On the subject of trays, you can also get one in the front storage compartment. This would be a good option to have. You know whatever you want it’s “way back there.” The tray eliminates the neighbors having a good laugh at you trying to reach it.
I also like the various choices of interior with this trailer, including some that feel rather ritzy to me. But the choices are different enough that you will definitely find preferences. I only wish they offered the blue upholstery that is available in some other models, but that’s just me. The existing choices are fine.
Front window with several uses
The front windshield in this trailer is what Lance refers to as a Stargazer window. It’s now a Lexan window that can be opened. The big front windshield has four latches. Flip those and the window can be raised up (it’s hinged at the top). There is a screen that can be raised to cover this space and a shade that can be lowered. But this offers the secondary benefit of being big enough that I think I could even get out in an emergency. So there’s safety as well as ventilation.
Below the sink there’s a cabinet door that hides three plastic trays that serve as the drawers. These can be pulled all the way out and taken into your house for loading/unloading. While these are plastic, I don’t think they detract from the interior – which feels high quality.
Lance also includes a shower on a height-adjustable mount. One of the first things I usually change on an RV is the shower head. That wouldn’t be the case here.
You can also get one or two 190-watt solar panels as well as lithium batteries with this trailer. There is also a 1500-watt inverter available. I would say with my off-grid camping habits this would work well. But you won’t be using the AC or the microwave with this system.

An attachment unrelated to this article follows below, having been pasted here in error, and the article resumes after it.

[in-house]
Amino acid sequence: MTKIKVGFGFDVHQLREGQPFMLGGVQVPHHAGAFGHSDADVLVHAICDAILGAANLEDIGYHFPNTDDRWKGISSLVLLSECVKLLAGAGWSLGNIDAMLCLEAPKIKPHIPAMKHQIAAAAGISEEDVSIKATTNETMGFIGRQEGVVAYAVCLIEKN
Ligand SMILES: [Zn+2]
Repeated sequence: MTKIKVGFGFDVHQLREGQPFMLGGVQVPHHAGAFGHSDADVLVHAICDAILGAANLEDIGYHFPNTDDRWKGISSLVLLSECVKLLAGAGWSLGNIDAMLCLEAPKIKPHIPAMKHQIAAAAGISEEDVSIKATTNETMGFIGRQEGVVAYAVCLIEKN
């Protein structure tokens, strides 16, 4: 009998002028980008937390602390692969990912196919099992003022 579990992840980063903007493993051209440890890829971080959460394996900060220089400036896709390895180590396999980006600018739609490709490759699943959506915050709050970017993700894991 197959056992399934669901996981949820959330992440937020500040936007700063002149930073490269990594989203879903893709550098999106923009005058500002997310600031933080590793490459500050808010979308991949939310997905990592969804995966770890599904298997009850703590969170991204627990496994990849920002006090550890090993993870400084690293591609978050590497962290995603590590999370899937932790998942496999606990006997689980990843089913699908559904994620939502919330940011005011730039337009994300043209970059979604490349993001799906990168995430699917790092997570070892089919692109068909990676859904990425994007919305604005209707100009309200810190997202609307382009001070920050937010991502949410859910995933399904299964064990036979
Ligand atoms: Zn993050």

There are 45 gallons of fresh water. That would work for about four days of boondocking for my wife and me, assuming one shower per person per day. Substitute Venture Wipes for a shower and you can be out longer.
The 32” TV on this rig is a 12-volt model, so you could watch TV off-grid without having to use an inverter. Smart. 12-volt TVs should be how all RVs are made, in my opinion.
There’s also a cabinet specifically to hold a smaller portable generator on the road side that’s vented. I was told you shouldn’t run the generator in here but you can store it in here. That would really serve us well.
This camper has a large U-shaped dinette in a slide room. While really thin folks could squeeze by the slide room to the bathroom for a mid-journey visit, I don’t know if everyone could. You can also open the refrigerator door a bit with the slide in but, again, not much access. However, you can put the bed down with the slide room in. So you can at least take a nap without having to put the slide out.
I write about this quite a bit, but one of the biggest factors in towing a travel trailer is wind resistance. People are obsessed with what vehicle manufacturers state that a vehicle can tow. But, really, tongue weight and wind resistance are truly critical factors in your towing experience.